Hurricane Willa was moving northward toward the western coast of Mexico when the GPM core observatory passed above on October 21, 2018 at 1:51 PM MDT (1951 UTC). The hurricane had maximum sustained winds of about 95 mph (109 kts). Since then Willa has rapidly intensified and today has winds of 155 mph (135 kts) making it a dangerous category four on the Saffir-Simpson hurricane wind scale. GPM's Microwave Imager (GMI) and Dual-Frequency Precipitation Radar (DPR) instruments collected data showing that hurricane Willa and feeder bands were producing heavy rainfall over a large area. The
View fullscreen in STORM Event Viewer Hundreds of miles way from its landfall in Mexico Beach, Florida, Michael has been downgraded to a tropical storm, but it continues to pack a punch. Waterlogged regions of the Carolinas from Hurricane Florence are seeing trees toppled in the gusty winds, while rain falling in the Appalachian Mountains is leading to flash flooding and water rescues. Widespread power outages and flooding remain likely as the storm moves to the northeast through the rest of the day.
Tropical Depression fifteen was located southwest of the Cabo Verde Islands when it became tropical storm Nadine early on October 9, 2018. The GPM core observatory collected significant information about Nadine when it scanned the tropical storm's center of circulation on October 10, 2018 at 3:01 AM EDT (0701 UTC). Nadine was a small tropical storm but GPM's Microwave Imager (GMI) and Dual-Frequency Precipitation Radar (DPR) data revealed that extreme rainfall was occurring in areas around the center of the tropical cyclone. GPM's radar (DPR Ku Band) measurements indicated that rain was
The GPM core observatory passed above tropical storm Kong-Rey on October 5, 2018 at 0846 UTC. Kong-Rey was a powerful category five typhoon just a few days ago but increased vertical wind shear and cooler sea surface temperatures have caused the tropical cyclone to weaken dramatically. Tropical storm Kong-Rey had maximum sustained winds of about 55 kts (63 mph) when it was scanned by the satellite. GPM's Microwave Imager (GMI) data were used to gauge the intensity of precipitation around Kong-Rey's center of circulation. Energy observed through clouds by GMI's microwave channels was used to
The GPM core observatory satellite passed above hurricane Leslie on October 3, 2018 at 7:33 AM EDT (1133 UTC). Leslie had just been upgraded to a hurricane by the National Hurricane Center (NHC). GPM's Microwave Imager (GMI) instrument collected data that revealed light to moderate convective rainfall in Leslie's clearly evident eye wall. Very little precipitation was shown by GPM in the center of the hurricane's nearly circular eye. Algorithms developed by NASA's Precipitation Measurement Missions (PMM) science team indicated that rain was falling at over 1.8 inches (45.7 mm) per hour within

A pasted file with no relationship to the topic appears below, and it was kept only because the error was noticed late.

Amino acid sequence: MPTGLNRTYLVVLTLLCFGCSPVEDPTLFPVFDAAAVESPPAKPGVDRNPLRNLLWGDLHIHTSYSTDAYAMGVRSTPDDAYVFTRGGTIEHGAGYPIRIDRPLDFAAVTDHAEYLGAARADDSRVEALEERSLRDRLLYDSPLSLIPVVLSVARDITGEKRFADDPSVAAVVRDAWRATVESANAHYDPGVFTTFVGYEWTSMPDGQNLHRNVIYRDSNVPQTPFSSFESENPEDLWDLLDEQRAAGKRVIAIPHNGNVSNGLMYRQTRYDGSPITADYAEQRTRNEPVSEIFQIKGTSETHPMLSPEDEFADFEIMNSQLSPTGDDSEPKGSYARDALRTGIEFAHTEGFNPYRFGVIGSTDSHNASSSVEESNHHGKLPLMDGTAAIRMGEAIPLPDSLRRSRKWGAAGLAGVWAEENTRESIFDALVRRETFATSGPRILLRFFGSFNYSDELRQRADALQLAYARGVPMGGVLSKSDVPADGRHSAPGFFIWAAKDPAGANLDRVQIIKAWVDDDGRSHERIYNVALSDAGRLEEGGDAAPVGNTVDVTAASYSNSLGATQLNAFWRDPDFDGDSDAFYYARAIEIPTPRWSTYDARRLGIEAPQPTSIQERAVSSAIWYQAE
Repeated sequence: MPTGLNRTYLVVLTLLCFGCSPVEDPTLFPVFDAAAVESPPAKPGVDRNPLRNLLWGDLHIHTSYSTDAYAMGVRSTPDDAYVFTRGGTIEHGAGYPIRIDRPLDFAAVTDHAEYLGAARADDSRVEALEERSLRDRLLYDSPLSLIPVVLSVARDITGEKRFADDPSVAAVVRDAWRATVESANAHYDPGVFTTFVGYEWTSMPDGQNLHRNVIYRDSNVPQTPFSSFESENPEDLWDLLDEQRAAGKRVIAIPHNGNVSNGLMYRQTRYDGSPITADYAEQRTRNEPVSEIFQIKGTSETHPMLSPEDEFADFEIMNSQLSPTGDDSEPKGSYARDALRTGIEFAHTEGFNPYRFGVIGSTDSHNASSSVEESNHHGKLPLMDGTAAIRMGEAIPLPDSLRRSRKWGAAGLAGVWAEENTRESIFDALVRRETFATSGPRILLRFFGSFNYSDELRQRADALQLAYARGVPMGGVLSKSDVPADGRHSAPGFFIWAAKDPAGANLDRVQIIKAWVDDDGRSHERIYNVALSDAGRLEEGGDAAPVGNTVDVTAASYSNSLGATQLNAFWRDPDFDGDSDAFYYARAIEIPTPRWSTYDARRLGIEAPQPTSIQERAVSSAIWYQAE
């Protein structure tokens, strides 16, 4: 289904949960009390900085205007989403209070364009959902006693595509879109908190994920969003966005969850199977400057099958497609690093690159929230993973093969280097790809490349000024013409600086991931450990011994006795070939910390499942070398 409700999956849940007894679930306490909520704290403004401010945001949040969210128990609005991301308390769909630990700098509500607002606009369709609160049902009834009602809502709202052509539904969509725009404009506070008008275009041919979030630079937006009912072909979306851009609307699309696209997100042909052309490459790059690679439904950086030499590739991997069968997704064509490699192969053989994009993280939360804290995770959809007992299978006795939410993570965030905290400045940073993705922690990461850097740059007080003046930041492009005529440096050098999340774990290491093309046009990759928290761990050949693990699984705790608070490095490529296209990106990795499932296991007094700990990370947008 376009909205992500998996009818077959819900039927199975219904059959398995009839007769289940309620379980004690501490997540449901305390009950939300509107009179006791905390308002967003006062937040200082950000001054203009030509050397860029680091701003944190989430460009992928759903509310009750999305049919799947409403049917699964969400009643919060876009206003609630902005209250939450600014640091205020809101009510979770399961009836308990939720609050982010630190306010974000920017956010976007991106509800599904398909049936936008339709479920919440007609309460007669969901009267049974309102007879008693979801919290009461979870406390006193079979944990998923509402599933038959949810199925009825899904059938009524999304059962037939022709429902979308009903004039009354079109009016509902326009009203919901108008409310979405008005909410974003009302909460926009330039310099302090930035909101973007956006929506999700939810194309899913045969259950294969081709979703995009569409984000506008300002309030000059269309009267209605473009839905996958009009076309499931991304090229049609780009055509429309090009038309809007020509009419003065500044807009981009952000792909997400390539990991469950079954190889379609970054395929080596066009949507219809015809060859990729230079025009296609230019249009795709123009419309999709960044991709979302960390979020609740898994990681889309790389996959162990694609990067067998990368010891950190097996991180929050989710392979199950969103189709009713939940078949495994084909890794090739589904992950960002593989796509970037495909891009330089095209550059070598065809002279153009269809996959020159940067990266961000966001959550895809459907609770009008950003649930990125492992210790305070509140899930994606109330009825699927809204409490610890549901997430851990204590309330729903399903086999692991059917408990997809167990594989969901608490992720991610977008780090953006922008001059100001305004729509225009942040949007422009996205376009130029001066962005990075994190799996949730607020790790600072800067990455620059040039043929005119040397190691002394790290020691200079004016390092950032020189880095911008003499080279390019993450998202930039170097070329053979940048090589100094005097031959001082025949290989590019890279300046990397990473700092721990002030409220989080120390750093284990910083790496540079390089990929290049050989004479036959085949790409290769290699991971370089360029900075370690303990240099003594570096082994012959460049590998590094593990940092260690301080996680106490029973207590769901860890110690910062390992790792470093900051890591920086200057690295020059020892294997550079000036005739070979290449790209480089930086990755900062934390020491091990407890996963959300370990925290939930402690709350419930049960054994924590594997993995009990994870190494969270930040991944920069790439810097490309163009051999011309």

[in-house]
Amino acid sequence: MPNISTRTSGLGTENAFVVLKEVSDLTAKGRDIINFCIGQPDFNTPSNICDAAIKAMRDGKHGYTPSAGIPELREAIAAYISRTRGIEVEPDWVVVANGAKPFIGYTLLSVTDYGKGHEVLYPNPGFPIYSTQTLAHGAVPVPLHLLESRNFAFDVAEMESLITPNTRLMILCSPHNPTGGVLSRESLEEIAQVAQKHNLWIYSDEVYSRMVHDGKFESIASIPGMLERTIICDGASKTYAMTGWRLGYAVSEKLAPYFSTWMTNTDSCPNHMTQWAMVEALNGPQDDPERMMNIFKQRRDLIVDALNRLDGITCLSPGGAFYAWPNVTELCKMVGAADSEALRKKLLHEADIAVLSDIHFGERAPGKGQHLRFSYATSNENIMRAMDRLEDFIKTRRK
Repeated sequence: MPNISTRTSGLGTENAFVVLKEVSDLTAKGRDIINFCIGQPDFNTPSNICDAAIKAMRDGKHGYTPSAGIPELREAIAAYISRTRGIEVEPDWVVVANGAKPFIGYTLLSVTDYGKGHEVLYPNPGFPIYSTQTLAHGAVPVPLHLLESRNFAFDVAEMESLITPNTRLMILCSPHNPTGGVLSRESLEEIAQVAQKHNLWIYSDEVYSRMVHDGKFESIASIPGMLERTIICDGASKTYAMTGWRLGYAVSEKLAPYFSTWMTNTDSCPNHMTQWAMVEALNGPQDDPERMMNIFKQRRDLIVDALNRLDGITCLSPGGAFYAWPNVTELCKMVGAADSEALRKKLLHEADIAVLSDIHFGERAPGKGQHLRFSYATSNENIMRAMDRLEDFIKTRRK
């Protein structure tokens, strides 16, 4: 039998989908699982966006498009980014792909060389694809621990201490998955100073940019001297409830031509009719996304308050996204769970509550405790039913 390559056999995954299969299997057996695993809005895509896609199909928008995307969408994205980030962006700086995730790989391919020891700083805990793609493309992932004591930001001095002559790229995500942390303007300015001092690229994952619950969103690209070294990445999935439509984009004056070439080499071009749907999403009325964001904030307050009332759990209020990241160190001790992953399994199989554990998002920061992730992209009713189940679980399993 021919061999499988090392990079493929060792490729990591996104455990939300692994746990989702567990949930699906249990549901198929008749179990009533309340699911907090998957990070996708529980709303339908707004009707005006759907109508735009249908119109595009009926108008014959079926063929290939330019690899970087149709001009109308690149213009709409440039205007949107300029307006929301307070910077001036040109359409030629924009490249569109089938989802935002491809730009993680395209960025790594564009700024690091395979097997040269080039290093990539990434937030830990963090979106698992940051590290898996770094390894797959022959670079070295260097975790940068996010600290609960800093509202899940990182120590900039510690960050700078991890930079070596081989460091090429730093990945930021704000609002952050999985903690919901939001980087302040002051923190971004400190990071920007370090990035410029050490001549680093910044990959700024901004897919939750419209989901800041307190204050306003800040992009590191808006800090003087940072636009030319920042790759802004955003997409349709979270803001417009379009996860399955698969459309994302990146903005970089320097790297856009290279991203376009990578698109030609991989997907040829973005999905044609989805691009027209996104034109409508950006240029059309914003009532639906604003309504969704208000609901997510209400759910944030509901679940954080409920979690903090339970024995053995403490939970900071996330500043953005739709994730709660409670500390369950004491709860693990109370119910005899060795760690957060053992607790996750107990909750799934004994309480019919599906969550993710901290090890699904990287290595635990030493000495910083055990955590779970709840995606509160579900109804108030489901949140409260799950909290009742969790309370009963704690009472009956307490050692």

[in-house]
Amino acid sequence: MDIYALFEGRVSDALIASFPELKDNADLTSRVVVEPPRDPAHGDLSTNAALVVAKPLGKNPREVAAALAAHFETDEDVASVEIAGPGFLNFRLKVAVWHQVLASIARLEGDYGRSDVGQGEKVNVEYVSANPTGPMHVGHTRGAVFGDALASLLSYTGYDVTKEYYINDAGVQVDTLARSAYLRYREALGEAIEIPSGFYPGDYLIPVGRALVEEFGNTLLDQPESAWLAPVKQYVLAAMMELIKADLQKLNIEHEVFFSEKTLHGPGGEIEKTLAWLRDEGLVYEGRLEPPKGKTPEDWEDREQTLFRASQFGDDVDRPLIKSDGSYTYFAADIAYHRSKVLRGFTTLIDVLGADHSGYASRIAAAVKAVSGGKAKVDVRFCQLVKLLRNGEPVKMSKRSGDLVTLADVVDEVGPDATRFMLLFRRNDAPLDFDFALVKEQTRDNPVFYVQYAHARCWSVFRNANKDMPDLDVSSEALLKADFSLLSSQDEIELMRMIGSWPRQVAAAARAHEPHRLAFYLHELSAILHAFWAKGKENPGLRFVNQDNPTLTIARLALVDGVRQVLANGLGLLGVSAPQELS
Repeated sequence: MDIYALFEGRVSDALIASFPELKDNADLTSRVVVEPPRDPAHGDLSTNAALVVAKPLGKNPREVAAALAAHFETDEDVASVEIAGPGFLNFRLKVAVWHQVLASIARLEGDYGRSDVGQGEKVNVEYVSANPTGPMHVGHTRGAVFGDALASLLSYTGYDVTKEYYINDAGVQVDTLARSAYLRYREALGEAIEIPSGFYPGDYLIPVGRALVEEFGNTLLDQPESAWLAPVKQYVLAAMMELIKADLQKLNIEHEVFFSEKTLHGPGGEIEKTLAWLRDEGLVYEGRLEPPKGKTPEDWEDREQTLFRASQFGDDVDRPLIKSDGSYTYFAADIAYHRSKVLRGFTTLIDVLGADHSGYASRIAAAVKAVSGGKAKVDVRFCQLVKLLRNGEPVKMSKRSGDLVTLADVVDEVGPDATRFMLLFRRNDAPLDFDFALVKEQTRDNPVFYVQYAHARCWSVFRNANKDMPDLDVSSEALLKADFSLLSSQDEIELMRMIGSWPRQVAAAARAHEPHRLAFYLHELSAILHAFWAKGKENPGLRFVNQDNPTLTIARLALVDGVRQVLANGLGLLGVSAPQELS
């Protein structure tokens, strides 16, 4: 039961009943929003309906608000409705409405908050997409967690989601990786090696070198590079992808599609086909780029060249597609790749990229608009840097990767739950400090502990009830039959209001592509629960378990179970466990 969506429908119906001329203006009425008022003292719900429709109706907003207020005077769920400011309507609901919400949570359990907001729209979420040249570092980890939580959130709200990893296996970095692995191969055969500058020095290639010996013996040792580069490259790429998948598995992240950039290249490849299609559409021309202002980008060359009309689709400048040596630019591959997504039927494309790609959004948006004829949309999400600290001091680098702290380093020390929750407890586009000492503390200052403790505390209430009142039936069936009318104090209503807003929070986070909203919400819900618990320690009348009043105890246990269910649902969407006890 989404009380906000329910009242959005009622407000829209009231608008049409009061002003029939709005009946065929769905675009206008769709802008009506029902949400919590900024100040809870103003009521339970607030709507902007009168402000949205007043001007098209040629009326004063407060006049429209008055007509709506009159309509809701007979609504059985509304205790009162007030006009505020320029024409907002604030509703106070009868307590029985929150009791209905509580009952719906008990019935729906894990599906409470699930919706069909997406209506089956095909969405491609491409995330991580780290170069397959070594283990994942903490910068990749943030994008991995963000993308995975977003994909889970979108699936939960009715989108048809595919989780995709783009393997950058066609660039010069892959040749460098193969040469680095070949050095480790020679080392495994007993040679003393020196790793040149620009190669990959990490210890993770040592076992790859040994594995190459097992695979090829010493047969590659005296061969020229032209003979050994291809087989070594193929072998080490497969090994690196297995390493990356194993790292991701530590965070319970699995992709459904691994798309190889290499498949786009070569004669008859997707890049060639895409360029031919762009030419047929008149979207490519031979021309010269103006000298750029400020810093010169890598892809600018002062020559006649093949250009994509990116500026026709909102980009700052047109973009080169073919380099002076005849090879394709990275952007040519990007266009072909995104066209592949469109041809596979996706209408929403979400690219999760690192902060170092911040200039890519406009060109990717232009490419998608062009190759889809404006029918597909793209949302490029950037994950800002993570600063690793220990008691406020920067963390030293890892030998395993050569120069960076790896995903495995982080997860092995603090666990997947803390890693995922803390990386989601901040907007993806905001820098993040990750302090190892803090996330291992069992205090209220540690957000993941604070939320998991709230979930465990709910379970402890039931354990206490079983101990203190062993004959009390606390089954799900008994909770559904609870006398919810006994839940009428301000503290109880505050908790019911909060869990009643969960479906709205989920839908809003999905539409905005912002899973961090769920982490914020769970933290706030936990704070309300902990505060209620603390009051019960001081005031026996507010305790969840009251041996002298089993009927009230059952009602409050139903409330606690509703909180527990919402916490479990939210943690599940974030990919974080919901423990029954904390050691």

The GPM core observatory recently had a couple good looks at tropical storm Walaka as it was intensifying into a powerful hurricane. GPM passed directly over tropical storm Walaka when it was located south of the Hawaiian islands on September 30, 2018 at 8:38 AM HST (1838 UTC). Data collected by GPM's Microwave Imager (GMI) and Dual-Frequency Precipitation Radar (DPR) instruments showed that Walaka was well organized and very close to hurricane intensity. GPM's Radar (DPR Ku Band) data revealed intense convective storms in a large feeder band that was wrapping around the tropical storm's
View fullscreen in STORM Event Viewer Once a Category 5 Super Typhoon, Trami has become rooted in place due to a lack of steering flow. This has caused the storm to deplete the warm waters beneath it and it has since weakened to a Category 2 with maximum winds of 90 knots. It maintains a broad eye and once it begins moving again, is likely to reintensify at least somewhat as it zooms northeastward over the Ryukyu Islands and into the southern coast of Japan. Wind impacts are likely to be exacerbated by its forward speed and current forecasts expect it to have widespread impacts in a region
The GMI overflight here shows a clear center of circulation with much of the intense convection on the south side of Hurricane Rosa, a Category 1 storm with winds of 75 knots. It is expected to continue intensifying over the next couple days before it runs into strong shear and cooler waters off the Baja California coast. Forecasts suggest it will make landfall in Northern Baja as a tropical storm, with its primary impacts being heavy rainfall and flash flooding over the Desert Southwest.
The GPM core observatory satellite probed super typhoon TRAMI when it traveled above the northwestern Pacific Ocean on September 24, 2018 at 1203 UTC. At that time TRAMI had maximum sustained winds estimated at 130 kts (150 mph). This image shows rainfall measurements that were made using data collected by GPM's Microwave Imager (GMI) and Dual-Frequency Precipitation Radar (DPR) instruments. GPM's GMI showed the locations of extremely heavy rainfall in the super typhoon's well defined circular eye. GPM's radar (DPR Ku Band) coverage was limited because it's swath only included storms on the
#NASA's GPM IMERG data product was used to estimate the devastating heavy rainfall that fell on China and the Philippines from #TyphoonMangkhut. This video shows storm-total and 3-hourly precipitation accumulations from 9/11/17 - 9/17/18. Learn more: https://t.co/8PzhK9pCDW pic.twitter.com/x6gf6N8VWH — NASA Precipitation (@NASARain) September 18, 2018 In the past week, Typhoon Mangkhut has affected the Philippines, mainland China, and Hong Kong, as shown in this 7-day animation of NASA's satellite-based IMERG precipitation product. The upper frame shows the storm-total accumulation starting at